Go to Top

The conquest of Mont Blanc, a story going back 4 centuries

The history of mountaineering is also the history of Mont Blanc. From the first ascent to the Roof of Europe (4810 m) to the latest mountaineering exploits, Mont Blanc is still the peak that everyone with a passion for the mountains aspires to climb.

It used to be known as Mont Maudit, the “Damned Mountain”, inaccessible and in popular imagination inhabited by fearsome monsters.

Then came the scientists, who explored this mysterious world to uncover its secrets. With the first climbers and the birth of modern mountaineering in the mid-19th century, people started to discover the fascinating grandeur of Mont Blanc and Courmayeur began its long history as the tourist destination it still is today.

Mont Blanc’s mountaineering history began when Jacques Balmat and Michel-Gabriel Paccard reached the summit of the mountain on 8th August 1786, giving rise to a great age of daring exploits: Edward Wimper’s routes, the exploits on rock and ice by famous Italian, French and Swiss guides at the turn of the century, and the extraordinary rock and ice routes opened during the period between the wars. The thirties saw climbing legends such as Riccardo Cassin and Pierre Allain racing to grab the “last great faces”, while the remarkable Walter Bonatti and René Desmaison rose to fame in the period following the second world war.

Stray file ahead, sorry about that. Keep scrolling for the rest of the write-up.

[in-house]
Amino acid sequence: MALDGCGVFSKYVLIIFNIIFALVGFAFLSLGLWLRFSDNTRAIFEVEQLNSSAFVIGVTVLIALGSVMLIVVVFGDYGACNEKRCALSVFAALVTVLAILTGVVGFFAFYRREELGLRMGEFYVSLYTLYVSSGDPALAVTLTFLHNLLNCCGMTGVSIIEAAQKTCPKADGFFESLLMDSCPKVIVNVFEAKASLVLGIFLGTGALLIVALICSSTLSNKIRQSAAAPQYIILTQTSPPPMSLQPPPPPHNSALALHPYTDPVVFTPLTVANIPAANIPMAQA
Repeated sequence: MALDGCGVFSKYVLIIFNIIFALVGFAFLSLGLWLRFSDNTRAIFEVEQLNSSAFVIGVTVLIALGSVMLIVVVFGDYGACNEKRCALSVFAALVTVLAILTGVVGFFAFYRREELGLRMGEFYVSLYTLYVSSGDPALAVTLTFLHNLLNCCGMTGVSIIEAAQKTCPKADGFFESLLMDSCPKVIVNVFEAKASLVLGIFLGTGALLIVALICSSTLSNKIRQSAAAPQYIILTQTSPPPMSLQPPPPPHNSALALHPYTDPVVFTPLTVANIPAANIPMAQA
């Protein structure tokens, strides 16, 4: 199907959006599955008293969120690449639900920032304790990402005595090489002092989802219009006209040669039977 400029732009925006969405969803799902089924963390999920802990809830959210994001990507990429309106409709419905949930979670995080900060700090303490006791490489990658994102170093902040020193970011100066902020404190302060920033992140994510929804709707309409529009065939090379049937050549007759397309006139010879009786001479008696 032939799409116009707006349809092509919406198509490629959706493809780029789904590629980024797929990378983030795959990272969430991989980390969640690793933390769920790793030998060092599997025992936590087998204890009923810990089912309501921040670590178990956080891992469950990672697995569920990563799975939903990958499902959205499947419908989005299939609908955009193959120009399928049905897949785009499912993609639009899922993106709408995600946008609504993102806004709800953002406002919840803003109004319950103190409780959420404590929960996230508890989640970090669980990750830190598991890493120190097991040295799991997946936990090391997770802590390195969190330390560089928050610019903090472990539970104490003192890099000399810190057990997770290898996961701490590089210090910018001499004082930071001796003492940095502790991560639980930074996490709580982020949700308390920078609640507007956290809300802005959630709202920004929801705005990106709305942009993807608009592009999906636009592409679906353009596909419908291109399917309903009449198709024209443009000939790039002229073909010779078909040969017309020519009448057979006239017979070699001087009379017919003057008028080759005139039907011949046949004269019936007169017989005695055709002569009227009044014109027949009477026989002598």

These days, while champions such as Christophe Profit, Michel Piola and Patrick Gabarrou are engaged in daring exploits, thousands of less well-known mountaineers are realising their dream to climb Mont Blanc. Three Courmayeur guides, Julien Grange, Adolphe Orset and Jean-Marie Perrod, and Briton Reginald Head made the first ascent of Mont Blanc from the Italian side on 13th August 1863. The route they took is known as the Three Mont Blancs Route, in reference to the three peaks they surmounted like the steps of a giant’s stairway to reach the summit: Tacul, Maudit, Mont Blanc.


Places and attractions